As a 77 year old school bus driver, part of my job requires that I routinely perform pre-trip systems checks to ensure that everything is working properly. One Friday morning, I was inspecting the clearance lights because we begin work while it’s still dark outside. A single light in the back of the bus was being temperamental, so I began walking towards it down the empty parking lane beside me. I was looking up at the lights, not watching where I was stepping, and suddenly tripped and hit my head on the bus next to me. I got a large gash on my head that hurt terribly. I went to clean it up and get ready to leave when I noticed pain shooting down both my arms. I began flailing my arms to try to stop the intense pain.
Another bus driver called 9-1-1, and I was taken over to Scottsdale Healthcare Shea Medical Center. They stitched up my eye and ran some tests to figure out what was causing the severe pain that had migrated into both of my hands and fingers. Dr. Salari was on call at the hospital when I was admitted. He recalls his findings from the diagnostic tests:
“Mr. Hagey had numbness, pain, and weakness immediately in both arms along with a gash on his head. In the hospital, his symptoms did improve slightly, but he still had severe paresthesia and weakness associated with both hands. CT and MRI scans indicated an extension distraction injury involving the C6/7 level, and he was clinically exhibiting central cord syndrome. He also appeared to have significant stenosis in his cervical spine at the level above, C5/ C6. We spoke about everything and decided to proceed with surgery. What made the case a little more complex was an aberrant vertebral artery on the left side with a history of carotid endarterectomy on that side, which dictated a right sided only approach. We decided to do a two level anterior cervical discectomy and fusion (ACDF).”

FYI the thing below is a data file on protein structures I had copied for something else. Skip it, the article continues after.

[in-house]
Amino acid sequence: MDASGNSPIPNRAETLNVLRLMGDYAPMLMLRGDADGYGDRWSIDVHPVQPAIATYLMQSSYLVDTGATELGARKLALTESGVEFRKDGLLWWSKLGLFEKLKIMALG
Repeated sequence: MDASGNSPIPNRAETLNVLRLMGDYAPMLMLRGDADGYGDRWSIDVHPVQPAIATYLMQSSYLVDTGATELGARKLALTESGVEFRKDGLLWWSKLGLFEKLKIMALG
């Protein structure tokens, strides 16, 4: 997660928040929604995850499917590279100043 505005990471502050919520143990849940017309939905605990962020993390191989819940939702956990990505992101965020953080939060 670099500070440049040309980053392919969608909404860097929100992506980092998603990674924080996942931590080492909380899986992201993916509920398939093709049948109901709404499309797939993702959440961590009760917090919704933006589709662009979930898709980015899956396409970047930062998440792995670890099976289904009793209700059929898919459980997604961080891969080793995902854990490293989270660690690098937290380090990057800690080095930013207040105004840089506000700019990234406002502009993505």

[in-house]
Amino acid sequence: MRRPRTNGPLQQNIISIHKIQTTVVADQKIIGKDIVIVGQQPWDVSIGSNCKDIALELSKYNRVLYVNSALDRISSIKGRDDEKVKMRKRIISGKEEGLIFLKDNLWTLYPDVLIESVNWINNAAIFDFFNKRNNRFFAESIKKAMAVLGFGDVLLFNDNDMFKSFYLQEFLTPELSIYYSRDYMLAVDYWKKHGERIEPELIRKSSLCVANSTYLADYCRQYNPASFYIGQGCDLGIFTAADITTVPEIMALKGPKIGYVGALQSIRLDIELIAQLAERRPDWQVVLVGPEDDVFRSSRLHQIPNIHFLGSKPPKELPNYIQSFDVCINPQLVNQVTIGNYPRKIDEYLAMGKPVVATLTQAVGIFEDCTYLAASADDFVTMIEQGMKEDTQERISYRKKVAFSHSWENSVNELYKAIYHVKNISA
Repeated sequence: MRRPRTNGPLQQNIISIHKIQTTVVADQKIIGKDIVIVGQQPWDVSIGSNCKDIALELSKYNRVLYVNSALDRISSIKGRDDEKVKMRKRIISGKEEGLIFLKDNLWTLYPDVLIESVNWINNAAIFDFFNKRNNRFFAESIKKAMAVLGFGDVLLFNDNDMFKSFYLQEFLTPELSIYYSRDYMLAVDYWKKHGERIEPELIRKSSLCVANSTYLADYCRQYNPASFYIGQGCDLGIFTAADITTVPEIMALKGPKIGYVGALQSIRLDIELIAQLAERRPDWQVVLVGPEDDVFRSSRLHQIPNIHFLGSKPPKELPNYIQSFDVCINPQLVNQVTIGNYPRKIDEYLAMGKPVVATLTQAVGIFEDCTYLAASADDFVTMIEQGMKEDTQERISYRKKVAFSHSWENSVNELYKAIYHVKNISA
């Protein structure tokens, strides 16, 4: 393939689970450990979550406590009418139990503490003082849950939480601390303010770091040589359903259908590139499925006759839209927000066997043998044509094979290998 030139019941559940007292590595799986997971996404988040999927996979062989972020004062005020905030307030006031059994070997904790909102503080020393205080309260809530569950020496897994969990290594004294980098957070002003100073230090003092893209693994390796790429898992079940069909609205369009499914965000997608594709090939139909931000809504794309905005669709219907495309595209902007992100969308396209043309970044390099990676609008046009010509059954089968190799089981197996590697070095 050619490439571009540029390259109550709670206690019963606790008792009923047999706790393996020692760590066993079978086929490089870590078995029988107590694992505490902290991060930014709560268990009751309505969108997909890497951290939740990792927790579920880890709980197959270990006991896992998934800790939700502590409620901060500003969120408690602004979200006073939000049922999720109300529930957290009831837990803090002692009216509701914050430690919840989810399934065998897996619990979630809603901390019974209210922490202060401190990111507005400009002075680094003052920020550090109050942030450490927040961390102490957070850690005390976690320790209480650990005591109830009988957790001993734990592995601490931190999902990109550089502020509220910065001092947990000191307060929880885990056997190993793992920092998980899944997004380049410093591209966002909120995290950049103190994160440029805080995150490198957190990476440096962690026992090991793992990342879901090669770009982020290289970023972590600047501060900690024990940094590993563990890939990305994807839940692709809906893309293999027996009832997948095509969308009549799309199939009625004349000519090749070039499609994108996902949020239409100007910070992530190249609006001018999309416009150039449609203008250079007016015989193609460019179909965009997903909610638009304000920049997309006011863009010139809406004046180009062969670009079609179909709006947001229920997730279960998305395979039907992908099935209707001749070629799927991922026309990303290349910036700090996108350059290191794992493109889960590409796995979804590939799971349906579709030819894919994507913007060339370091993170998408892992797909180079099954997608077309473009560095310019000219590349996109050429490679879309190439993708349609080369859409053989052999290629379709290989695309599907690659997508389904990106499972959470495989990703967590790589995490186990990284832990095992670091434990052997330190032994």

Dr. Salari made sure I completely understood the procedure and his plan. He performed the surgery on Saturday, the day after my accident. I did so well that I was released to go home the following day. Dr. Salari was an absolute blessing. I don’t have any feeling of discomfort in my neck; the pain is just nonexistent. I have a little bit of tingling and cold/hot sensations in my finger tips, but it’s nothing compared to what I was experiencing at the point of injury. It’s so strange to see the titanium plate and screws in my neck. I don’t even know it’s there until I look at the xrays! That intimidation or fear of working on my spine wasn’t even a concern. The pain that I was experiencing had to be fixed.
I was able to get right back to work, and although I had been concerned about being able to play golf again, Dr. Salari said I can play. I have no fear of any activity. I’m also looking forward to doing yard work and getting the landscaping fixed up at our home in the valley this spring.
It was just amazing and wonderful to have the group at DISC come to my rescue. I told my family and peers that the caliber of care they provide is unmatched. I’m so pleased with that organization and can’t express enough how fortunate we are that Dr. Salari showed up. DISC hosted a Spinal Research Foundation’s We’ve Got Your Back 5k run and 1-mile walk that I participated in. The involvement the entire practice had at the event was really amazing. I met another gentleman at the event who also had spinal surgery, and this man was mighty grateful of that crew. I said, “I’m with you!”